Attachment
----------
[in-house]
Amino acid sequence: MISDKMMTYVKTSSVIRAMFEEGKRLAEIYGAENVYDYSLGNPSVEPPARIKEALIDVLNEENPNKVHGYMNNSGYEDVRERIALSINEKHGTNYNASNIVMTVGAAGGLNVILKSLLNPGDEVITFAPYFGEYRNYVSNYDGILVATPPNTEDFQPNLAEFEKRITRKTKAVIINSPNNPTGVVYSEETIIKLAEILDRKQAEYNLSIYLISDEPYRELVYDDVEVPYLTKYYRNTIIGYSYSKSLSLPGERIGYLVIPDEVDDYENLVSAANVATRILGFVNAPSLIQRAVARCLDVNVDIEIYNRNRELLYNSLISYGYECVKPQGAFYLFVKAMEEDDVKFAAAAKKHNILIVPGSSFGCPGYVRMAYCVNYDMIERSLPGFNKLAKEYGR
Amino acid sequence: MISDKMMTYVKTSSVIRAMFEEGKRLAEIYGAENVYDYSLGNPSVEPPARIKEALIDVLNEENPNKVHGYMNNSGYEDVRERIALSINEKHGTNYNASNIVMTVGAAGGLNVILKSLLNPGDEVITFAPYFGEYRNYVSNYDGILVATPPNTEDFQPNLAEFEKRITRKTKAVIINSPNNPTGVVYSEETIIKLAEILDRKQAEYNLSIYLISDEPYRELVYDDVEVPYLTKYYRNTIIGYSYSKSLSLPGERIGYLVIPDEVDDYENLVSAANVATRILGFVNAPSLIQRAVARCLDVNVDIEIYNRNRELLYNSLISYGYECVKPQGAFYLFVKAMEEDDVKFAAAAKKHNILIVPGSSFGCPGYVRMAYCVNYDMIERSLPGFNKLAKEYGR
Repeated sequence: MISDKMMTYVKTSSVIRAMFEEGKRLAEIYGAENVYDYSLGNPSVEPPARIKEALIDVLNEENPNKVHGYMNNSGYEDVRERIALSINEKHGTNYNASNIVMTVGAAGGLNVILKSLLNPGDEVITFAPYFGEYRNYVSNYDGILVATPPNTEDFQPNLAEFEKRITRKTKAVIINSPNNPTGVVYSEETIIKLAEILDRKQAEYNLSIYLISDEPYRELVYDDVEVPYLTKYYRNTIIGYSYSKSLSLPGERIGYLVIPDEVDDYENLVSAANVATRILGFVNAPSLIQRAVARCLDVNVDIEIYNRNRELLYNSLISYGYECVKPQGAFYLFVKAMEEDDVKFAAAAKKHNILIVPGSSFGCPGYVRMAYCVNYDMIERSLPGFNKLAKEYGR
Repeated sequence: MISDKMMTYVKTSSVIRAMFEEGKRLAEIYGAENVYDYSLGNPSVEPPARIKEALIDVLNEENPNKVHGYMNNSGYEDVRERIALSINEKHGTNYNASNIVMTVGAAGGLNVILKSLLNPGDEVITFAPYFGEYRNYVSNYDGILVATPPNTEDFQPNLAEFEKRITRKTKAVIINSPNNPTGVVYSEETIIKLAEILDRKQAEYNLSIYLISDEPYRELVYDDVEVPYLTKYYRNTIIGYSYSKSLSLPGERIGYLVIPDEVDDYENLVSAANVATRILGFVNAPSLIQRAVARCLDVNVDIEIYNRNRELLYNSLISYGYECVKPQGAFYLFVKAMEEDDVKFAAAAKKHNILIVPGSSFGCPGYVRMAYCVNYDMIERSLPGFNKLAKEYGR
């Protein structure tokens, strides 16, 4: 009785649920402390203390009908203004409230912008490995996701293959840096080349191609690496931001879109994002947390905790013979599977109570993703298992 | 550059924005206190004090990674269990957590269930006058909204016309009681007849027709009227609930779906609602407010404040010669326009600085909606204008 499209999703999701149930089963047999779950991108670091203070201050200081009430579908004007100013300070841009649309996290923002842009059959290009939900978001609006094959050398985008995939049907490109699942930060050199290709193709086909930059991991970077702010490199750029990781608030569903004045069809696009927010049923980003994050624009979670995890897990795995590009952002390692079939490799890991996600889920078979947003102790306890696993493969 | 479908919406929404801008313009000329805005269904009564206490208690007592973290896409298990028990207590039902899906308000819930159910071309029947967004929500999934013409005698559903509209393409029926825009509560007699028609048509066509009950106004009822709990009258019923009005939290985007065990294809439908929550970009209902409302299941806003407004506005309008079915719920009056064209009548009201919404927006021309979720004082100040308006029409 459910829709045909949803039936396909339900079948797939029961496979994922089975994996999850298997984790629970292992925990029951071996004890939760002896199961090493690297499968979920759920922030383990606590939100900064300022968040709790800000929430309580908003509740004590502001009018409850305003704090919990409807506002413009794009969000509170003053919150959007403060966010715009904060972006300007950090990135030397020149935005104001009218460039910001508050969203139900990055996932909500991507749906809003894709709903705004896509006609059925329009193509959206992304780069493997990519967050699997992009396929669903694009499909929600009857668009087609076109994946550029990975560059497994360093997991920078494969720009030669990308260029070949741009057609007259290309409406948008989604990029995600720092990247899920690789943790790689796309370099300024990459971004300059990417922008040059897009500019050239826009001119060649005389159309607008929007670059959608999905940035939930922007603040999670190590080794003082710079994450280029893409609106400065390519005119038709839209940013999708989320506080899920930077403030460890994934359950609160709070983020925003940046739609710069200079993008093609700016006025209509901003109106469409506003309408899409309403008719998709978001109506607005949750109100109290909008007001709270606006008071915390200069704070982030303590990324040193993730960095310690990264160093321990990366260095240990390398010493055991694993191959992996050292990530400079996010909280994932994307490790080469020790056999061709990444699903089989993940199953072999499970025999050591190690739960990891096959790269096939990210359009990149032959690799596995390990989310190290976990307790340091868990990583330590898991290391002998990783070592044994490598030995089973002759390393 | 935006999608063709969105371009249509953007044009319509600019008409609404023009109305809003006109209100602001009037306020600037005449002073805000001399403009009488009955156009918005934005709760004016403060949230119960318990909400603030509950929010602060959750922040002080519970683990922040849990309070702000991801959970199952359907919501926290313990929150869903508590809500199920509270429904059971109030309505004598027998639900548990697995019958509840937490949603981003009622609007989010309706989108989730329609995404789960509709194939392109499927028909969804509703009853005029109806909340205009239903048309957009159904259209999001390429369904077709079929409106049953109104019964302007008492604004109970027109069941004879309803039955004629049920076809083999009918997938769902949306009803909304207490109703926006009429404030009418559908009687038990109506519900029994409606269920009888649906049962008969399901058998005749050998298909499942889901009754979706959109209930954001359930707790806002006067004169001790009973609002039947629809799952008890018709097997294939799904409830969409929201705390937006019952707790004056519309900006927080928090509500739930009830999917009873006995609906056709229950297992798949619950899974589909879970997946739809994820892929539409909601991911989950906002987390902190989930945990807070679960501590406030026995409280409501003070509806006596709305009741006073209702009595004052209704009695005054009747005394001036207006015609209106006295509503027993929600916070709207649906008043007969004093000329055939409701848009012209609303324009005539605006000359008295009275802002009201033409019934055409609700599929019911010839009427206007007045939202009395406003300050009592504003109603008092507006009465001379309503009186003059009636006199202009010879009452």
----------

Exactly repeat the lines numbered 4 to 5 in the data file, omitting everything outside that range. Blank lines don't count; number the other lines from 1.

Repeated sequence: MISDKMMTYVKTSSVIRAMFEEGKRLAEIYGAENVYDYSLGNPSVEPPARIKEALIDVLNEENPNKVHGYMNNSGYEDVRERIALSINEKHGTNYNASNIVMTVGAAGGLNVILKSLLNPGDEVITFAPYFGEYRNYVSNYDGILVATPPNTEDFQPNLAEFEKRITRKTKAVIINSPNNPTGVVYSEETIIKLAEILDRKQAEYNLSIYLISDEPYRELVYDDVEVPYLTKYYRNTIIGYSYSKSLSLPGERIGYLVIPDEVDDYENLVSAANVATRILGFVNAPSLIQRAVARCLDVNVDIEIYNRNRELLYNSLISYGYECVKPQGAFYLFVKAMEEDDVKFAAAAKKHNILIVPGSSFGCPGYVRMAYCVNYDMIERSLPGFNKLAKEYGR
Repeated sequence: MISDKMMTYVKTSSVIRAMFEEGKRLAEIYGAENVYDYSLGNPSVEPPARIKEALIDVLNEENPNKVHGYMNNSGYEDVRERIALSINEKHGTNYNASNIVMTVGAAGGLNVILKSLLNPGDEVITFAPYFGEYRNYVSNYDGILVATPPNTEDFQPNLAEFEKRITRKTKAVIINSPNNPTGVVYSEETIIKLAEILDRKQAEYNLSIYLISDEPYRELVYDDVEVPYLTKYYRNTIIGYSYSKSLSLPGERIGYLVIPDEVDDYENLVSAANVATRILGFVNAPSLIQRAVARCLDVNVDIEIYNRNRELLYNSLISYGYECVKPQGAFYLFVKAMEEDDVKFAAAAKKHNILIVPGSSFGCPGYVRMAYCVNYDMIERSLPGFNKLAKEYGR